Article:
Tag Archives: Darrell Corti

I Love Alcohol, Despite Reports to the Contrary

Okay, I get the diatribe against high alcohol wines, and I often agree. Alcohol is nonetheless an integral part of wine's character: its weight, body, presence, mouth feel, part of what lifts its aromas, generates its flavors and keeps them all stable, at least for a time. And I like the buzz; I have no problem admitting that. On the other hand, I like wine too much to be satisfied with high alcohol wines; too much alcohol in a wine, and I won't be able to drink as much. And that's not good, dammit.

I will defend Darrell Corti's right (or anyone else) to refuse to purchase wines above a certain alcohol limit, say, 14.5% alcohol. I will assert his intelligence in all things wine, but I don’t have to agree with him. I don't think an arbitrary number (such as 14.5%) is particularly illuminating or insightful; it's more or less random. Some 14.2% alcohol wines taste warm, or even hot. Some 15% alcohol wines taste just fine. I'll offer as evidence last night's delightful drop: Patz & Hall Pinot Noir Jenkins Ranch 2009. It's listed as 15.9%; I'm not even sure that's an honest number. But here's the thing: it was great.

Let me set the scene: I've been working from 6 am to 4 pm in New York City, running tastings and lecturing. I head to the airport in hopes of getting an early flight home (yeah, right, the day before 9/11, when some people are still scared to fly), since my ticket isn't getting me out till 9:45 pm. Eight hours later, I'm still waiting to get on my plane. I finally arrive at my house at 3:55 am; my wife is awake. Bizarre; she can't sleep. She wondered why I was many hours late; she wants a drink. I want a drink. We share that bottle of Patz & Hall and, like I say, it was delicious. It didn't taste like 16% or so alcohol; it didn't even occur to me to think about the alcohol level, other than to be thankful that alcohol was serving its calming purpose.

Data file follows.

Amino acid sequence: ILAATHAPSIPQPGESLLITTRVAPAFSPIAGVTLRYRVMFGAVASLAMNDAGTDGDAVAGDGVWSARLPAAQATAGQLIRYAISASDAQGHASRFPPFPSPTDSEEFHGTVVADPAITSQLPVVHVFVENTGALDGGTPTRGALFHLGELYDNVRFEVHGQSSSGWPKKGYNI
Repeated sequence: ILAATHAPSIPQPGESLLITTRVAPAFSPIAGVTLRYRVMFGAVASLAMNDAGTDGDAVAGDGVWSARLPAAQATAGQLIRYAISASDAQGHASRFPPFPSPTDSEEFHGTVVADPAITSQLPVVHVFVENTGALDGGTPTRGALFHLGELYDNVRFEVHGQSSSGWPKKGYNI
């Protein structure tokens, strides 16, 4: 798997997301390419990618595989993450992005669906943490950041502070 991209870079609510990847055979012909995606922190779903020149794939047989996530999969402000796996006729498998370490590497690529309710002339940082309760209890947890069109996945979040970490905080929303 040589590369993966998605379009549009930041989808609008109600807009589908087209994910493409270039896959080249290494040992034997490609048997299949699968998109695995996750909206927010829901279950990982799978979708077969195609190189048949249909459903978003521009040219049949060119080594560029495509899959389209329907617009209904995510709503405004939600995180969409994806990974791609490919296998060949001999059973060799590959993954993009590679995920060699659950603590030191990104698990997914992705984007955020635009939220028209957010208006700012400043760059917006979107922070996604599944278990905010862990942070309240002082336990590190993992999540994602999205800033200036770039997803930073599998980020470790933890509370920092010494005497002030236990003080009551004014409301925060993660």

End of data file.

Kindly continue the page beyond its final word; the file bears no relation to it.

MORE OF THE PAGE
I'm still surprised about that alcohol level; I may be critical of high alcohol table wines, but I'm usually downright hateful about high alcohol Pinot Noir. Was it poor judgment at 4 am? Gratitude for a tasty sedative? Well, you can think as you like. I thought it just tasted great, I found the fruit to be exuberant but not obnoxious, the oak to be intriguing but not intense, and the alcohol level simply amped up the fruit, the weight and, for me, the pleasure.


Disclaimer: I was sent this bottle as a press sample. So on some level you can question my impartiality. But if you read me regularly, you know I have no trouble ignoring the mountains of dull samples that I receive and taste, and I only write about a wine I believe in.

When Darrell Corti brings the wines

Darrell CortiI'm giving a talk at UC Davis and the remarkable Darrell Corti is speaking as well. And as great as it is to hear his lucid views, the bigger feature for me was one of the lovely bottles that he brought along for the conference. It was a bottle that he bought back in 1959 and just happened to have around the cellar: Isaias Helman Angelica 1875 with the label identifying it as coming from the Cucamonga Vineyard in San Bernardino County, bottled in 1921. Angelica was once incredibly popular American fare: basically a Vin de Mutage created by combining Mission grape juice with brandy. And still carrying fresh fruit flavors. Did you read that, cuz I just wrote that. Still fresh fruit flavors. Freak show.

Caramel, nuts, raisins, cooked yellow apples, hints of toast, spice and balsamic vinegar, smells of walnuts and old furniture. The mouth had much the same as well as figs, cinnamon sticks, honey, tobacco, black pepper, caramel, molasses and most importantly, lots and lots of citrus. The finish was all of those things but a mix of orange and lemon candies too, and something like peppered, cooked pears.

If you find yourself in Sacramento, go to Corti Brothers Italian Grocery Store and see the handiwork of the Indiana Jones of the food and drink business, Darrell Corti. I regret to tell you that you are unlikely to find an 1875 Angelica but you can ask when you get there.